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Driving a truck to the pier, loading the supply chain cargo on the ship, and then taking it from port to port seems like a very straightforward and easy process. However, this act of shipping something from point A to point B has many layers, and shipping freight rates are determined by how different components work together to assist the shipper in navigating the journey to make it a smooth experience for all the parties involved.

International ocean freight shipping rates determine the ultimate cost of shipping goods around the world. These rates reflect the fact that 90% of cargo is transported by ship because it is cheaper for the largest units, and it is becoming more reliable. Also, since 2012, ocean rates have dropped by about 75% because fuel prices have steadily declined and due to the overproduction of ocean carriers there are just too many ships available. This lack of goods for transport should equal out in about the year 2025.

In any shipping agreement, the contract for transporting goods is between the buyer and the seller of goods. In the middle of this transaction is the mechanism that provides the movement of goods from one place to another. With international freight shipping companies, this movement is usually by sea. The costs for this service is borne by both the shipper and the receiver. It is up to the shipping logistics planners and the freight forwarding companies to ensure that both parties to this contract move the goods at the lowest costs without sacrificing the safety and security of their merchandise.

Why Use Ocean Shipping?

Using ships to move cargo has both upsides and downsides, but overall, it is the best way to move merchandize that weighs in at above 500 kg. This weight limit is too heavy and expensive for most other modes of transportation. Weights less than this, between 150 kg and 500 kg works well for air, rail, and trucks, and anything lighter should be shipped via air freight.

Ocean going vessels have more capacity and volume than other modes of transportation, and they have fewer restrictions. When shipping internationally, the shipper has to pay attention to international law, national law, and carrier organizations. However, there are not the more restrictive measures that are imposed on air travel due to the presence of gases, flammable products like perfume and computers, toxic items such as batteries, and biochemical hazards like chemical medicines. Shippers use the ocean routes because the ships can carry more containers and a larger variety of goods.

The downside of using ships is that they take longer. Usually, a trip will take 20-30 days, whereas an airplane shipment will be about 8-10 days. In addition, reliability may suffer because there can be port congestion, customs delays, and even problems with the weather. In ocean shipping, containers can be misplaced or parts of containers directed to the wrong destinations if the container is not a full one. In this case, goods can become damaged or destroyed. The likelihood of a container falling off the ship does happen, but it is very seldom seen.

Full Containers and Less Than Full Containers

Containers are the steel rectangular units that goods and merchandise are packed in. For shipping cargo over the oceans and seas it is recommended that the shipper use a full container load (FCL) to lessen the odds of something going wrong with the shipment. If the manufacturer does not have enough material for a full container, they may combine their cargo with the cargo of a different company.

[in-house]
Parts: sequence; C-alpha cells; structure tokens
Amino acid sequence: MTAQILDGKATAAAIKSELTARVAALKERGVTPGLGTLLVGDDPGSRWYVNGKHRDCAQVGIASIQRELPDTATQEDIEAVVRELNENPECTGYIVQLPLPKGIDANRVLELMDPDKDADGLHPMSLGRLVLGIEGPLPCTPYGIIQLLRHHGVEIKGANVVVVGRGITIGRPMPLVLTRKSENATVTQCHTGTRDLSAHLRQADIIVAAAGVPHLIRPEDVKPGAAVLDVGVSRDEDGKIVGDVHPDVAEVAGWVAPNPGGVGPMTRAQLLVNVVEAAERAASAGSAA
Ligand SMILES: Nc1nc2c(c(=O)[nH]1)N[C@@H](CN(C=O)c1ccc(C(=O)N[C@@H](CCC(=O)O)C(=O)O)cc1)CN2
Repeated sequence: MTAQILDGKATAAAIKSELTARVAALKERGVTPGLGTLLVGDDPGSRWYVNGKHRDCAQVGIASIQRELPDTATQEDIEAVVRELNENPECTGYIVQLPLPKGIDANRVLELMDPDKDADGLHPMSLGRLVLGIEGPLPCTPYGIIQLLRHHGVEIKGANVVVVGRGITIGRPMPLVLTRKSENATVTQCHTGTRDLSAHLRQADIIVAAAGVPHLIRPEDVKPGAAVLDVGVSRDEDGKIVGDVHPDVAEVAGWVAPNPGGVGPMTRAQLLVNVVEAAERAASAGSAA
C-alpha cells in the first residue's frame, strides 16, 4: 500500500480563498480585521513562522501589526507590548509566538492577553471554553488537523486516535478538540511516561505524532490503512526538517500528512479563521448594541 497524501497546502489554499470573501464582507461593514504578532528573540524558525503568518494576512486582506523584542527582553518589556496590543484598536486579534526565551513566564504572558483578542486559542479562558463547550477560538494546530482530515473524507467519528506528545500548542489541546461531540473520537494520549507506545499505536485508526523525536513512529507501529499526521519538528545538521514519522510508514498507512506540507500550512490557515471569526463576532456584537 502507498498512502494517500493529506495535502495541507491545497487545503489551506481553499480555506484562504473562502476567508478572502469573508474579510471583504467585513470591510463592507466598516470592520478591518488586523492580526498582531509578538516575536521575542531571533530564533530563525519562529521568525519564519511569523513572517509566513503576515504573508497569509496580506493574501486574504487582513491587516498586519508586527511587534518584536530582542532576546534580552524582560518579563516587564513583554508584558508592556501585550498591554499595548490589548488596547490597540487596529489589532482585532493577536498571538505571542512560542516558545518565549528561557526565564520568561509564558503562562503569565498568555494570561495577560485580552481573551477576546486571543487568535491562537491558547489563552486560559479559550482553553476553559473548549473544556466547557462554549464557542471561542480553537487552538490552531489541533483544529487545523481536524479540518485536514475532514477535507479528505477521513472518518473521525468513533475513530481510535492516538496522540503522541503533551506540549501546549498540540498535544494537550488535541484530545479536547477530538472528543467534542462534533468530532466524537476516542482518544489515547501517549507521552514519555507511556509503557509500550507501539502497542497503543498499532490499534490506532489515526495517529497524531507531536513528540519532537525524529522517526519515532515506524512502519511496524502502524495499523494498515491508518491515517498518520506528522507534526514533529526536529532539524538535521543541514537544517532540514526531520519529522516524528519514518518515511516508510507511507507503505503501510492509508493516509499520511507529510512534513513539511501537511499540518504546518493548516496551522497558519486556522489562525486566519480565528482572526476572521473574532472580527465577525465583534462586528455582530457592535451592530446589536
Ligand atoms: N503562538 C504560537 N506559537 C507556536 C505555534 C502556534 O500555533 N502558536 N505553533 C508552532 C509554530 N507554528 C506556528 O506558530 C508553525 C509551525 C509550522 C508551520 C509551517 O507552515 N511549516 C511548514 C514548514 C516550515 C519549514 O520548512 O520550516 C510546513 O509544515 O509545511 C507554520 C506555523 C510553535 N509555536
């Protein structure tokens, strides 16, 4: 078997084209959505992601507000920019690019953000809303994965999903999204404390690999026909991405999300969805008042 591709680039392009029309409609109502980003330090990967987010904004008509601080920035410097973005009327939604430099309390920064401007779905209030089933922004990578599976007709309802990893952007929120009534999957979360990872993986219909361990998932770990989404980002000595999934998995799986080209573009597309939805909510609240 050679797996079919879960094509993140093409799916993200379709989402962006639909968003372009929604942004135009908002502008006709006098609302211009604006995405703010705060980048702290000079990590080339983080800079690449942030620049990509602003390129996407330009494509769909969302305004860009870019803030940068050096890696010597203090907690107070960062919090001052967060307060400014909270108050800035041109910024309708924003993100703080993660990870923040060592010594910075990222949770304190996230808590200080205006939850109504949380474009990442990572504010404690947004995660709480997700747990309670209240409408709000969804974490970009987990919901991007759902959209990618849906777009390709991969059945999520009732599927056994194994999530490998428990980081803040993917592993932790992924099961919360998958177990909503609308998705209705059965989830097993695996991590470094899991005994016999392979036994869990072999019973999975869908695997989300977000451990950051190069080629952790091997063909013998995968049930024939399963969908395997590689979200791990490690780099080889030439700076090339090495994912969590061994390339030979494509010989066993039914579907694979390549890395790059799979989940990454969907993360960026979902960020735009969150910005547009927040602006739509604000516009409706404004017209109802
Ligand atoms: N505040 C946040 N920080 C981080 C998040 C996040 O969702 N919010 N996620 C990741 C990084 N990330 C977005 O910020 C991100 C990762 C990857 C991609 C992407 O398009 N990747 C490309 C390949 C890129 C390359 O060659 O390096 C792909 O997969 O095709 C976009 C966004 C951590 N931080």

This is known as a less than full load (LCL) and will lead to more paperwork for the freight forwarder, and the chances of the contents being damaged or lost when the carrier is emptied, and the packaging sent to various destinations.

Also, less than full containers may have to be stored for periods of time until a suitable companion cargo arrives, and this can lead to extra cost and even packages getting lost or misplaced in the warehouse.

Custom Security Surcharges

One of the expected charges is the Custom Security Surcharges that are imposed on freight that leaves one country and enters another. The two most common are the Automated Manifest System (AMS) and the Importer Security Filing (ISF). This is a regulation by US Customs to ensure the security of the cargo. The AMS is an electronic transmission system that lets US Customs know what is on board before it arrives in port. On the other side is the ISF, which is also an automated system, and this tracks what is loaded into a ship before it leaves the port of origination.

In effect, it is a cordial acknowledgement of the contents of the ship between these two entities. These fees are usually based on the credit rating of the shipper but often run about $10 per $1,000 of cargo value. These fees may not be negotiable, but shipping regulations do change from time to time, and it is something to discuss with the freight forwarder.

Terminal Handling Charges

Terminal Handling charges are also part of the fee structure and only apply to ocean freight. This charge includes the cost of the terminal provider’s property and access to the property, the costs of terminal labor, equipment use, and equipment maintenance.
Sometimes wharfage, the movement of containers within the terminal provider’s property, is added on as a surcharge or it can also be a pass through cost and not negotiable. This varies from terminal to terminal.

Accessorial Charges

During the transportation process, the shippers and drivers are often called upon to perform tasks that were not expected when the contract was written to transport the goods. These costs can be added on as surcharges to the shipment, and it is understandable that the more the shipper and customer ask of the driver, the more it will cost.

For instance, some accessorial fees include shrink wrapping pallets or moving pallets, a truck layover if the shipper is the cause of the layover, and tolls and border crossing fees. Shipping freight charges do not always include these fees, and it is up to the experienced freight forwarder to make sure these costs are kept to a minimum.